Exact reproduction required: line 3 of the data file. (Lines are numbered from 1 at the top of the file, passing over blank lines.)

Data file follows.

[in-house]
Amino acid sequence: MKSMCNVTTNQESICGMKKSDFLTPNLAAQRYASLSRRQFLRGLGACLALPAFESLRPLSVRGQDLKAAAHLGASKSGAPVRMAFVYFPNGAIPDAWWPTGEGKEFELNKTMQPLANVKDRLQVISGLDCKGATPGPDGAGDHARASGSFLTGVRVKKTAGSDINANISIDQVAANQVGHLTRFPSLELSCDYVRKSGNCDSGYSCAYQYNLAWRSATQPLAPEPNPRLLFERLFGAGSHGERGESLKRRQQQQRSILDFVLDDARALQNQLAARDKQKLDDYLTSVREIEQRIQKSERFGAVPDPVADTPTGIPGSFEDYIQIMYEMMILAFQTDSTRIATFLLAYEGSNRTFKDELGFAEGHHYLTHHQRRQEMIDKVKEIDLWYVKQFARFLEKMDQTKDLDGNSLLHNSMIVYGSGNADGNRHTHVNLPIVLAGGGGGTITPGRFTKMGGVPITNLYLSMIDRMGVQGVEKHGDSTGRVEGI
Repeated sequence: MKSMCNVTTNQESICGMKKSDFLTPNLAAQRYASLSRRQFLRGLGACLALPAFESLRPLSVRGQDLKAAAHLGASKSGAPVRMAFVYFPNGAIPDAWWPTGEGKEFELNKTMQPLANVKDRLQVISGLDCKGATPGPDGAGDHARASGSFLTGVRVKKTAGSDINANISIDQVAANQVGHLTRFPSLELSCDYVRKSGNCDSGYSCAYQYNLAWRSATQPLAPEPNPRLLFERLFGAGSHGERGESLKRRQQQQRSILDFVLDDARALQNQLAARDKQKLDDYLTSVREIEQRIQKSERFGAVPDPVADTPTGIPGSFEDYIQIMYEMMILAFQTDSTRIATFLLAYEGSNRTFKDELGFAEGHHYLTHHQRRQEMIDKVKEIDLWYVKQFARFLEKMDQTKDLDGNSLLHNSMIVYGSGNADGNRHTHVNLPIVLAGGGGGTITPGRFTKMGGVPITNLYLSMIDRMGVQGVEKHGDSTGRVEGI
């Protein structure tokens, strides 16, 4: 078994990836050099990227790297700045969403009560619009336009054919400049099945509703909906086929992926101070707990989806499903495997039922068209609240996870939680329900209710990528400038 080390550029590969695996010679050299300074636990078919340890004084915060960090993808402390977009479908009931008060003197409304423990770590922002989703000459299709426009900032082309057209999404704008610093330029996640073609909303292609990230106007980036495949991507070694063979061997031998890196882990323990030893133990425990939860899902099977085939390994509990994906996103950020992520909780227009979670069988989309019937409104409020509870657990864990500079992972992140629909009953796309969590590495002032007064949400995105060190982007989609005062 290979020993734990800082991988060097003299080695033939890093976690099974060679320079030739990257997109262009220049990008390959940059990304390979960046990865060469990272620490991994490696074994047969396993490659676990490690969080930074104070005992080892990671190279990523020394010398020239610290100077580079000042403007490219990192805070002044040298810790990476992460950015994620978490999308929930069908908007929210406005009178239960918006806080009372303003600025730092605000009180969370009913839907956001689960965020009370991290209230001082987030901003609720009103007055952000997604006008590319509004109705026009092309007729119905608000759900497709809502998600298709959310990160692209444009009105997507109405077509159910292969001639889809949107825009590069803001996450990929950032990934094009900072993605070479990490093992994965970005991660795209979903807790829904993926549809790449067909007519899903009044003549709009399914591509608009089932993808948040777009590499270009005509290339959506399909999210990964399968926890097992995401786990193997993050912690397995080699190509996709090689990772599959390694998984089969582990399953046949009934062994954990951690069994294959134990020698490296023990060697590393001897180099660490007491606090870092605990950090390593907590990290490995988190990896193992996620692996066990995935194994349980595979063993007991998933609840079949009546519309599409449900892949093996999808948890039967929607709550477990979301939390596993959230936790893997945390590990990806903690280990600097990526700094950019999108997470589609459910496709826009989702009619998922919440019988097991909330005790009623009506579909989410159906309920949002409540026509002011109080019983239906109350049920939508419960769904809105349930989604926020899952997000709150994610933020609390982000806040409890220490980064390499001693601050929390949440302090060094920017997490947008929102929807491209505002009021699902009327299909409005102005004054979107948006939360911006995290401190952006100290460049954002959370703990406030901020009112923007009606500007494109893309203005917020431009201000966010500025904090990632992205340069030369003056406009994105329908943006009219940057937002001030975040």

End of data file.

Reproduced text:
Repeated sequence: MKSMCNVTTNQESICGMKKSDFLTPNLAAQRYASLSRRQFLRGLGACLALPAFESLRPLSVRGQDLKAAAHLGASKSGAPVRMAFVYFPNGAIPDAWWPTGEGKEFELNKTMQPLANVKDRLQVISGLDCKGATPGPDGAGDHARASGSFLTGVRVKKTAGSDINANISIDQVAANQVGHLTRFPSLELSCDYVRKSGNCDSGYSCAYQYNLAWRSATQPLAPEPNPRLLFERLFGAGSHGERGESLKRRQQQQRSILDFVLDDARALQNQLAARDKQKLDDYLTSVREIEQRIQKSERFGAVPDPVADTPTGIPGSFEDYIQIMYEMMILAFQTDSTRIATFLLAYEGSNRTFKDELGFAEGHHYLTHHQRRQEMIDKVKEIDLWYVKQFARFLEKMDQTKDLDGNSLLHNSMIVYGSGNADGNRHTHVNLPIVLAGGGGGTITPGRFTKMGGVPITNLYLSMIDRMGVQGVEKHGDSTGRVEGI